Thursday, September 24, 2015

BIRTHDAY: Sept. 24–F. Scott Fitzgerald ("Oxonian" Great Gatsby)

F. Scott Fitzgerald, 1896-1940.
This day was born F[rancis] Scott Fitzgerald, in St. Paul, Minnesota in 1896. His father was an entrepreneur in the furniture manufacturing business, but not a successful one. Fitzgerald said he felt like a "poor boy in a rich town."

His aunt paid for him to attend Princeton. He had five great disappointments in his early life:
  • He failed to make the Princeton football team.
  • When World War I broke out, Fitzgerald dropped out of Princeton and entered the Army, wearing a Brooks Brothers-tailored uniform, but Fitzgerald's time at an officer training camp in Alabama ended too late for him to go to Europe. 
  • He fell in love with a beautiful young socialite who in due course married a wealthy business associate of her father's.
  • His novel was rejected.
  • His fiancée, debutante Zelda Sayre, called off her engagement when his book was rejected. 
Fitzgerald's revised book came out in 1920 as This Side of Paradise. It was a triumph. Zelda took another look and married him that year, when he was 24. They became the "it" New York couple in the 1920s of the Jazz Age, to which Fitzgerald gave the name. Nancy Milford wrote a book, Zelda, suggesting that Zelda Sayre's talents were not properly recognized and that she contributed greatly to her husband's successes.

Five years after his first successful novel, Fitzgerald published The Great Gatsby. Gatsby is linked in the book to Trinity College, Oxford. Challenged for details in Chapter 7, Gatsby says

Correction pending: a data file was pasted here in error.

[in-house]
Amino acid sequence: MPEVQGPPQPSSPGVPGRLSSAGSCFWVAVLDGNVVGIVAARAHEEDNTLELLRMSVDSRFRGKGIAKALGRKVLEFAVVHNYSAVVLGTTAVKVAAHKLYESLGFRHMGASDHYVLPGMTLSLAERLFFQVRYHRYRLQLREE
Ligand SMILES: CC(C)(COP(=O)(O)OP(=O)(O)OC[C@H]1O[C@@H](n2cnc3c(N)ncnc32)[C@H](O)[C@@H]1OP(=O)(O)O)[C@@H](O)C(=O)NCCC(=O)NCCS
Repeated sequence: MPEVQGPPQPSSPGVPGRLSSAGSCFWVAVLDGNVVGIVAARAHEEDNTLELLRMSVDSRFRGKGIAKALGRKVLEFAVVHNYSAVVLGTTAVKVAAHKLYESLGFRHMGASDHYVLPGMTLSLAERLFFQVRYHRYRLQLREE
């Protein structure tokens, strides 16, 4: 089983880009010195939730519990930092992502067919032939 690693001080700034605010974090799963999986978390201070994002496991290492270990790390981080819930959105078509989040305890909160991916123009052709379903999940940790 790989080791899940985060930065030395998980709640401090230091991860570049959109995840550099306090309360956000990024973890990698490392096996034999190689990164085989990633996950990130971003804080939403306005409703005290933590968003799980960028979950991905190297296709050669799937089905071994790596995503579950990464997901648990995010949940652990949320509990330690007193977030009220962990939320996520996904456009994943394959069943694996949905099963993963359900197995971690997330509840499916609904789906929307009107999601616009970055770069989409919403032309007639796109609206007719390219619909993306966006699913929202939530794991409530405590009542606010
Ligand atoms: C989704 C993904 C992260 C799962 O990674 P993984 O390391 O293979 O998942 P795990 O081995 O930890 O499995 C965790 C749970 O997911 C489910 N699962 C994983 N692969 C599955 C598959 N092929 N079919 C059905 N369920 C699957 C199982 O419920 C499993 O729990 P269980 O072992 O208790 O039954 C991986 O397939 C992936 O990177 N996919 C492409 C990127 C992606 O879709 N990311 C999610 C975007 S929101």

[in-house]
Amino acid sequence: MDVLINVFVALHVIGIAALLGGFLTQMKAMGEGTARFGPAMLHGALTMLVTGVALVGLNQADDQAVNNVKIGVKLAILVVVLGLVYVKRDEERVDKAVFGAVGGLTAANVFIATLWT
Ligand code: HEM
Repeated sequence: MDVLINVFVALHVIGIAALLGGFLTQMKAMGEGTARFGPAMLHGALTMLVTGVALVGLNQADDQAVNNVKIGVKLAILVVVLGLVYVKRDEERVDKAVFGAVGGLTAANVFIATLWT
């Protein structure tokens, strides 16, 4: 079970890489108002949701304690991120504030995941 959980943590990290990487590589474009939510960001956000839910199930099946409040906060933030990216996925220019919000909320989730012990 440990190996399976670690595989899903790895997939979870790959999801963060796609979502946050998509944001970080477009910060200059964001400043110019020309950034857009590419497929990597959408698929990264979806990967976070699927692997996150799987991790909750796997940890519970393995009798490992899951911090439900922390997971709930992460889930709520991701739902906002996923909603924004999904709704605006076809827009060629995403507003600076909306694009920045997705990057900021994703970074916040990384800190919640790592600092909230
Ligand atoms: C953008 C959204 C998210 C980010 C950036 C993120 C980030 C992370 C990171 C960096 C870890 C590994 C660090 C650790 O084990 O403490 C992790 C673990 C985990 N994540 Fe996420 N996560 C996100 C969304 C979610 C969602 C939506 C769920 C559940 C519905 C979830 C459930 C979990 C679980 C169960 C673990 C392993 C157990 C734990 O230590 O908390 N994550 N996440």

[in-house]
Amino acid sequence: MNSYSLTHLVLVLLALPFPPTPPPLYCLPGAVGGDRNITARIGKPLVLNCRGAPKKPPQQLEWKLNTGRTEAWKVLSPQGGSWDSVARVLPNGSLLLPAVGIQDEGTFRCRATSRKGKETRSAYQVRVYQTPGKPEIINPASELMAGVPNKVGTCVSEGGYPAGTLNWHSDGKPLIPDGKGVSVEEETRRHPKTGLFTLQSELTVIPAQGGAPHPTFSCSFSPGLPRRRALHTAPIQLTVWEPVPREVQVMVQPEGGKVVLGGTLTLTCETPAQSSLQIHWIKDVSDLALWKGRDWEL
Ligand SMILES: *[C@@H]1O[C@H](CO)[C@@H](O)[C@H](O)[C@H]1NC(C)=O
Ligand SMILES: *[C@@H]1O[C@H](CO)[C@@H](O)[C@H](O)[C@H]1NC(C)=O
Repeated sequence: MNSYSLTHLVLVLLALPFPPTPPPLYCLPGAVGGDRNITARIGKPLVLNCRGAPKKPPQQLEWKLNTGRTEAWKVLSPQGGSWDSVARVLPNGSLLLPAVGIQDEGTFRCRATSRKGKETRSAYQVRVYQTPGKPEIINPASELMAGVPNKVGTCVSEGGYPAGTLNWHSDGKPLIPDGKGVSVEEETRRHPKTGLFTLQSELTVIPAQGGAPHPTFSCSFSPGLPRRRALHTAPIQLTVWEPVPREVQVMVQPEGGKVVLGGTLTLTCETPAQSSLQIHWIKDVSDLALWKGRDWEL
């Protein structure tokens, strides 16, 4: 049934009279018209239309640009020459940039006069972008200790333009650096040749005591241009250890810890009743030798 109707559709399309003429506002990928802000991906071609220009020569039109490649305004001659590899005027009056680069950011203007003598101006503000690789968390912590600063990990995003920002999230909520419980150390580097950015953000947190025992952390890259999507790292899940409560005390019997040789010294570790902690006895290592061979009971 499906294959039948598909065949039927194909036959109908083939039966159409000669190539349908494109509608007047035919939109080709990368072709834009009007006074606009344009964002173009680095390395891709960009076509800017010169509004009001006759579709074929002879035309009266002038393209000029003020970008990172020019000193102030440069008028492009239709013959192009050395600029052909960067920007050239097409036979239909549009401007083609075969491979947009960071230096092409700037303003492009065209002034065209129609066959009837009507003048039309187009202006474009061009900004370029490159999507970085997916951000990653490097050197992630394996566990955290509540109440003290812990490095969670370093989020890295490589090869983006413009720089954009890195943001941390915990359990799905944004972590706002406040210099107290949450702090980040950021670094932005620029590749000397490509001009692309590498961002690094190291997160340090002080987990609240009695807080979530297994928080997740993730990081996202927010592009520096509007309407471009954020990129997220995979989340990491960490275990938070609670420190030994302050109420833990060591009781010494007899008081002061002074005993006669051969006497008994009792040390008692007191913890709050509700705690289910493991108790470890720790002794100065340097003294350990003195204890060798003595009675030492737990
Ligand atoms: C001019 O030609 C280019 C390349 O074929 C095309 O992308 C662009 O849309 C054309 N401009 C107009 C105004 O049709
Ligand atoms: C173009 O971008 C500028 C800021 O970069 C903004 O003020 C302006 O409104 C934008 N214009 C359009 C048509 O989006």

I only stayed five months [...] an opportunity they gave to some of the officers after the Armistice [...] to any of the universities in England or France.
An alumnus of Trinity College, Ian Flintoff, has recently published a book that describes Gatsby's "five months" at Trinity College in 1919-20. I have read it and enjoyed it. The book is filled with some authentic background information about what it was like to be at Oxford soon after the Great War. It is written for the non-Oxonian, explaining all the Oxford traditions in great and accurate detail.

Failure later returned to Fitzgerald's life. He and Zelda both drank to excess. He died in Hollywood in 1940, 44 years old, in debt and anonymity. Zelda was in a mental hospital. He said:
Show me a hero and I will write you a tragedy.
Fitzgerald's daughter Scottie said about her parents,
People who live entirely by the fertility of their imaginations are fascinating, brilliant and often charming, but they should be sat next to at dinner parties, not lived with.

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